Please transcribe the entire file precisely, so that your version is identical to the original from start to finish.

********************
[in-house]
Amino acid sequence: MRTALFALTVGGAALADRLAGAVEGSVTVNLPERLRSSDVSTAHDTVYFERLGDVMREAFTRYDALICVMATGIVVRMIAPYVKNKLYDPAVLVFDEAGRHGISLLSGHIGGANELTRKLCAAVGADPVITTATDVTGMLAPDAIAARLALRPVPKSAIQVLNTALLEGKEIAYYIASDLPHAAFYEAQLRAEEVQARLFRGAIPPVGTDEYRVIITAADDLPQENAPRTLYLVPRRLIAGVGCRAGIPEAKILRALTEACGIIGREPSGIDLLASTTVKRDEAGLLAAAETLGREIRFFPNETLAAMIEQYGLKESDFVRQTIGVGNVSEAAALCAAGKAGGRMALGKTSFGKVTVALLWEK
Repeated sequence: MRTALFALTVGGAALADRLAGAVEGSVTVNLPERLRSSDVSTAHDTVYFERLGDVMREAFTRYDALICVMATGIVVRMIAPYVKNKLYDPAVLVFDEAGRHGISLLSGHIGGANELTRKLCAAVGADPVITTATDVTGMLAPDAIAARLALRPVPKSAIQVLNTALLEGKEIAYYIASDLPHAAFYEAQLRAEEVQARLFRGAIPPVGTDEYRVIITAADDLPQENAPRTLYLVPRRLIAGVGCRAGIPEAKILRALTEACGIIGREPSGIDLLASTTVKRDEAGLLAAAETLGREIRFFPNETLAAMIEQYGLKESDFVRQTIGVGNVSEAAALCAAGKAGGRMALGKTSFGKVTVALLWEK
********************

[in-house]
Amino acid sequence: MRTALFALTVGGAALADRLAGAVEGSVTVNLPERLRSSDVSTAHDTVYFERLGDVMREAFTRYDALICVMATGIVVRMIAPYVKNKLYDPAVLVFDEAGRHGISLLSGHIGGANELTRKLCAAVGADPVITTATDVTGMLAPDAIAARLALRPVPKSAIQVLNTALLEGKEIAYYIASDLPHAAFYEAQLRAEEVQARLFRGAIPPVGTDEYRVIITAADDLPQENAPRTLYLVPRRLIAGVGCRAGIPEAKILRALTEACGIIGREPSGIDLLASTTVKRDEAGLLAAAETLGREIRFFPNETLAAMIEQYGLKESDFVRQTIGVGNVSEAAALCAAGKAGGRMALGKTSFGKVTVALLWEK
Repeated sequence: MRTALFALTVGGAALADRLAGAVEGSVTVNLPERLRSSDVSTAHDTVYFERLGDVMREAFTRYDALICVMATGIVVRMIAPYVKNKLYDPAVLVFDEAGRHGISLLSGHIGGANELTRKLCAAVGADPVITTATDVTGMLAPDAIAARLALRPVPKSAIQVLNTALLEGKEIAYYIASDLPHAAFYEAQLRAEEVQARLFRGAIPPVGTDEYRVIITAADDLPQENAPRTLYLVPRRLIAGVGCRAGIPEAKILRALTEACGIIGREPSGIDLLASTTVKRDEAGLLAAAETLGREIRFFPNETLAAMIEQYGLKESDFVRQTIGVGNVSEAAALCAAGKAGGRMALGKTSFGKVTVALLWEK